Pope Francis urges Church to show love towards all even as he reaffirms Catholic opposition to gay marriage
Pope Francis has urged the Church had to show love and understanding towards all even as he reaffirmed Catholic opposition to gay marriage.
Speaking as he opened a three-week gathering of bishops from around the world in St Peter's Basilica on the theme of the family in the modern world, the Pope stressed that the Church must be more welcoming, charitable, compassionate and merciful to all people.
On the eve of the gathering, the Vatican dismissed a Polish priest from his Holy See job after he came out as gay and called for changes in Catholic teachings against homosexual activity.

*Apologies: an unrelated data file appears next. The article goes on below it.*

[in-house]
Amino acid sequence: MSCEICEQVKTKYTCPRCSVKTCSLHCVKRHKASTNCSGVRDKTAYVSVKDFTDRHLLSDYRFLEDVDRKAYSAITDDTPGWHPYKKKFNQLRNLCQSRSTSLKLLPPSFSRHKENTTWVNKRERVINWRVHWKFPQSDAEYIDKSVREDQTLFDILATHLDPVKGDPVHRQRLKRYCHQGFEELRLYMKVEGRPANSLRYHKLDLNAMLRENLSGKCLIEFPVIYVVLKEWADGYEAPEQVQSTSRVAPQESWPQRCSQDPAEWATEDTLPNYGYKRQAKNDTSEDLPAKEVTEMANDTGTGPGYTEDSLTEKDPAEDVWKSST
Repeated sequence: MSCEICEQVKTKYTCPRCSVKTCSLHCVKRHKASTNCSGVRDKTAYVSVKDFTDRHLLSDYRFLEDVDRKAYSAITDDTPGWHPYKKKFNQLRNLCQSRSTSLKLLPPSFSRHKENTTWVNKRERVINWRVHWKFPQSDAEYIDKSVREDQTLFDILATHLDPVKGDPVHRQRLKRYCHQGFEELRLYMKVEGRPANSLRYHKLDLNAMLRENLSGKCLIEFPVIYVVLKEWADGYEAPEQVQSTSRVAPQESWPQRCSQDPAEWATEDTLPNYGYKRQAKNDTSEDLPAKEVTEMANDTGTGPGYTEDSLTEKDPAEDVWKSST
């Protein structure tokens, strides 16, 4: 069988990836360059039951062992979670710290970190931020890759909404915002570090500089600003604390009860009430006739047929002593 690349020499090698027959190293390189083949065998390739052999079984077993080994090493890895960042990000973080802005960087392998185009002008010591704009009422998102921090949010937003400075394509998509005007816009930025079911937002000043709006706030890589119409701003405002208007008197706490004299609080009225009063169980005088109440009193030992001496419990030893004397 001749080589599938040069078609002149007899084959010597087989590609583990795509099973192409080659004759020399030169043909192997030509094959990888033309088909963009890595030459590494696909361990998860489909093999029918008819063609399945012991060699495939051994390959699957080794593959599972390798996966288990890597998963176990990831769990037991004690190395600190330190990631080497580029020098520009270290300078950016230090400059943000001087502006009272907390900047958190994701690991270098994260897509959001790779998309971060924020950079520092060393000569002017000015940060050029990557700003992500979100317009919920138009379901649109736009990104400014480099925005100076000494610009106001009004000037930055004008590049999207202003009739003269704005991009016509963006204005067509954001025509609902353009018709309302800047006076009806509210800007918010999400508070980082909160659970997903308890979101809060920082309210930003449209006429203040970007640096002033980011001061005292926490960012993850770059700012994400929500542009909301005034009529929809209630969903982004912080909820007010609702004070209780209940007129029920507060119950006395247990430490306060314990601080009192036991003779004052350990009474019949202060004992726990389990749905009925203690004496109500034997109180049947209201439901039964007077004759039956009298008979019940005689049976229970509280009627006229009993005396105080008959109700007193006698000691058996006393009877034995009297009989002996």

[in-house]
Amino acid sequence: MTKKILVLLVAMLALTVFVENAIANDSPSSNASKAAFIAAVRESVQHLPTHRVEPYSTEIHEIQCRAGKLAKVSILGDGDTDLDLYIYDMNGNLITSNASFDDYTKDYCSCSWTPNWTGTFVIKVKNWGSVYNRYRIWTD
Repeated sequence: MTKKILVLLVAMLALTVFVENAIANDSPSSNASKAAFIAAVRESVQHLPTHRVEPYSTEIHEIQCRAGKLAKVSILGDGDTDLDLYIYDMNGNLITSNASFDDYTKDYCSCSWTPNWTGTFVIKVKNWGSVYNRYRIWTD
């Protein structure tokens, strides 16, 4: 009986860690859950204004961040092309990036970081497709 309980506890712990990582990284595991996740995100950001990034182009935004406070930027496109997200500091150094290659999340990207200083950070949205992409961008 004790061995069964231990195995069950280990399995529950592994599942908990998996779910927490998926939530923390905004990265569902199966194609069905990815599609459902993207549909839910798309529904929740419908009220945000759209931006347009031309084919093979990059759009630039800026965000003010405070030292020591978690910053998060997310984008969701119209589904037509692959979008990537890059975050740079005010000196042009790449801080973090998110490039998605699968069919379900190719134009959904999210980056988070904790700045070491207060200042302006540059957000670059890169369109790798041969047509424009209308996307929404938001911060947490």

Conservative Catholics held a conference in Rome just before the synod started on how homosexuals can live by Church's rules that they should be chaste while Catholic gay activists held another demanding full acceptance of active gays in the Church.
Pope Francis dedicated one third of his homily to the topic of love between man and woman and its role in procreation.
"This is God's dream for his beloved creation: to see it fulfilled in the loving union between a man and a woman, rejoicing in their shared journey, fruitful in their mutual gift of self," he said.
He also spoke of the "true meaning of the couple and of human sexuality in God's plan," a clear reference to heterosexual marriage.
The leader of the 1.2 billion member Church said the person “who falls or errs must be understood and loved."
"The Church must search out these persons, welcome and accompany them, for a Church with closed doors betrays herself and her mission, and, instead of being a bridge, becomes roadblock," he said.
The Archbishop of Armagh and Primate of All Ireland Eamon Martin and the Archbishop of Dublin Diarmuid Martin, are representing Ireland's Catholic bishops at the Synod, which runs for three weeks.